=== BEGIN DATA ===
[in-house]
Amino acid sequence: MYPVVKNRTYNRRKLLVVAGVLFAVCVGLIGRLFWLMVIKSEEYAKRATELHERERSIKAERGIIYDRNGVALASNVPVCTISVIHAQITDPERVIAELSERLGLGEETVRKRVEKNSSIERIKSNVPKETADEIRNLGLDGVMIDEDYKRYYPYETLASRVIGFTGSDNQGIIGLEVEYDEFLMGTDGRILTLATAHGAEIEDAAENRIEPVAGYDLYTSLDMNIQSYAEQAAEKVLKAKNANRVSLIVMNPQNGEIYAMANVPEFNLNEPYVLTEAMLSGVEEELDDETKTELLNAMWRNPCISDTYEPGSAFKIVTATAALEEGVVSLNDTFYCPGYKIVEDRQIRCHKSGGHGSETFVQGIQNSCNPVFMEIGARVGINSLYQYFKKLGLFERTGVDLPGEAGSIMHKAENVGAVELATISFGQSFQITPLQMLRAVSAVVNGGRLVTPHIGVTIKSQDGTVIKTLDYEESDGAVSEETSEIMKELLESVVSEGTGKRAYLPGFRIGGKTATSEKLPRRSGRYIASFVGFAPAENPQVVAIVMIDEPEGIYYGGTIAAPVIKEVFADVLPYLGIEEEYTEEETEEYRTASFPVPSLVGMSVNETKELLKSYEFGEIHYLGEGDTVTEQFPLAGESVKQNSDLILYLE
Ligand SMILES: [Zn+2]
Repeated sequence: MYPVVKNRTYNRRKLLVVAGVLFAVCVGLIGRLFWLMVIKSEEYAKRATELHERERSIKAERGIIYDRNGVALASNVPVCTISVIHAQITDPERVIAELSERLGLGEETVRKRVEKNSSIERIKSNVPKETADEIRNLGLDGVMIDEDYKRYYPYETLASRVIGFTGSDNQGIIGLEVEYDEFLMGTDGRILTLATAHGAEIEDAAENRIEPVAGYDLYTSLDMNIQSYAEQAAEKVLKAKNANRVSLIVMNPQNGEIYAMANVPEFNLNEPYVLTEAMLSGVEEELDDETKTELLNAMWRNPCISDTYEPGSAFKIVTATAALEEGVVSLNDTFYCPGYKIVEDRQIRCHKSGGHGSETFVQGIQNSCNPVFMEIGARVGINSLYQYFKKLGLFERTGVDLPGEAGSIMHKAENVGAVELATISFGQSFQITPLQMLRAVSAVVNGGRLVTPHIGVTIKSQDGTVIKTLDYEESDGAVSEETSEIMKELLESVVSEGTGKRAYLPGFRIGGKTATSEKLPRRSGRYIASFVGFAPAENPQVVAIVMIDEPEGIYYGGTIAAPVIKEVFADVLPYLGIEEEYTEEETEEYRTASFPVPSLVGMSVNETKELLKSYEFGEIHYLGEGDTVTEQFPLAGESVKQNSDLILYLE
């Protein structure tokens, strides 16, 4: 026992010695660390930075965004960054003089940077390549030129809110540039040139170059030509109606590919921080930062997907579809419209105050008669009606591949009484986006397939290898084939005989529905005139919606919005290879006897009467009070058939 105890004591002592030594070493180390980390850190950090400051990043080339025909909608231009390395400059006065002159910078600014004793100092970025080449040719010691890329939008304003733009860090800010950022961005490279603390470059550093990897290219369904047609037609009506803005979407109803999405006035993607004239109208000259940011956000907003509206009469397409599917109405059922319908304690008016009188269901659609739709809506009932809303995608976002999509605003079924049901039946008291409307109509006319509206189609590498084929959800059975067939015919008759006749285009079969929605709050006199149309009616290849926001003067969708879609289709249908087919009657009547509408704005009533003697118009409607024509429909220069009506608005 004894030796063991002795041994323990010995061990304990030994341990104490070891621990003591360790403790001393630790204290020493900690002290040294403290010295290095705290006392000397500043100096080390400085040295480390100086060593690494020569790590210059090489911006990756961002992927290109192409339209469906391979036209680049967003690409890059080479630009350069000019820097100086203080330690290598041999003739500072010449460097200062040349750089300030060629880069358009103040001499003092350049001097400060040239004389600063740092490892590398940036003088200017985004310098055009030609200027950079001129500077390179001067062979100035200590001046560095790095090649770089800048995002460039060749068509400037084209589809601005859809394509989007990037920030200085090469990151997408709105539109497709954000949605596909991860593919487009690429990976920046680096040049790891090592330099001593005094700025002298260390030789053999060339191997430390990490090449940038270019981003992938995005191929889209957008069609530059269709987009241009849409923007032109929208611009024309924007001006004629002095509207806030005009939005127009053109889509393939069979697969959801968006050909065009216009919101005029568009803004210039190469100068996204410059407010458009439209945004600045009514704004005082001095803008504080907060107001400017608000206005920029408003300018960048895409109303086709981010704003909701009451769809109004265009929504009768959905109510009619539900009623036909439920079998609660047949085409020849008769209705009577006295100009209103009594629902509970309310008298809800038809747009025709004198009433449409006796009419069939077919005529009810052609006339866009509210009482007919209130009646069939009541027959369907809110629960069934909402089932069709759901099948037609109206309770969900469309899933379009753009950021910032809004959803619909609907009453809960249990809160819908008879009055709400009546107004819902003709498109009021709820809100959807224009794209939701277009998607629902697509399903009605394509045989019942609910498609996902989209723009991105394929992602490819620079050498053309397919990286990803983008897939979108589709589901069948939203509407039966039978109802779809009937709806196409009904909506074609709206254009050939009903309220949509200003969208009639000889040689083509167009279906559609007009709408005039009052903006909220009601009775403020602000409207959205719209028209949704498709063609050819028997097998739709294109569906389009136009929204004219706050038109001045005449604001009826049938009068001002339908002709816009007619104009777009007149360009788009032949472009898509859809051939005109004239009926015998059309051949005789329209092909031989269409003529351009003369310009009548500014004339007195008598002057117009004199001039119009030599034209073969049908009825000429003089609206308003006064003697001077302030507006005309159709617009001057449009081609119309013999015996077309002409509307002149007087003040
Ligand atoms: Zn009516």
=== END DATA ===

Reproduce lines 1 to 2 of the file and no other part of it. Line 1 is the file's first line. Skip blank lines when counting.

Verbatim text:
[in-house]
Amino acid sequence: MYPVVKNRTYNRRKLLVVAGVLFAVCVGLIGRLFWLMVIKSEEYAKRATELHERERSIKAERGIIYDRNGVALASNVPVCTISVIHAQITDPERVIAELSERLGLGEETVRKRVEKNSSIERIKSNVPKETADEIRNLGLDGVMIDEDYKRYYPYETLASRVIGFTGSDNQGIIGLEVEYDEFLMGTDGRILTLATAHGAEIEDAAENRIEPVAGYDLYTSLDMNIQSYAEQAAEKVLKAKNANRVSLIVMNPQNGEIYAMANVPEFNLNEPYVLTEAMLSGVEEELDDETKTELLNAMWRNPCISDTYEPGSAFKIVTATAALEEGVVSLNDTFYCPGYKIVEDRQIRCHKSGGHGSETFVQGIQNSCNPVFMEIGARVGINSLYQYFKKLGLFERTGVDLPGEAGSIMHKAENVGAVELATISFGQSFQITPLQMLRAVSAVVNGGRLVTPHIGVTIKSQDGTVIKTLDYEESDGAVSEETSEIMKELLESVVSEGTGKRAYLPGFRIGGKTATSEKLPRRSGRYIASFVGFAPAENPQVVAIVMIDEPEGIYYGGTIAAPVIKEVFADVLPYLGIEEEYTEEETEEYRTASFPVPSLVGMSVNETKELLKSYEFGEIHYLGEGDTVTEQFPLAGESVKQNSDLILYLE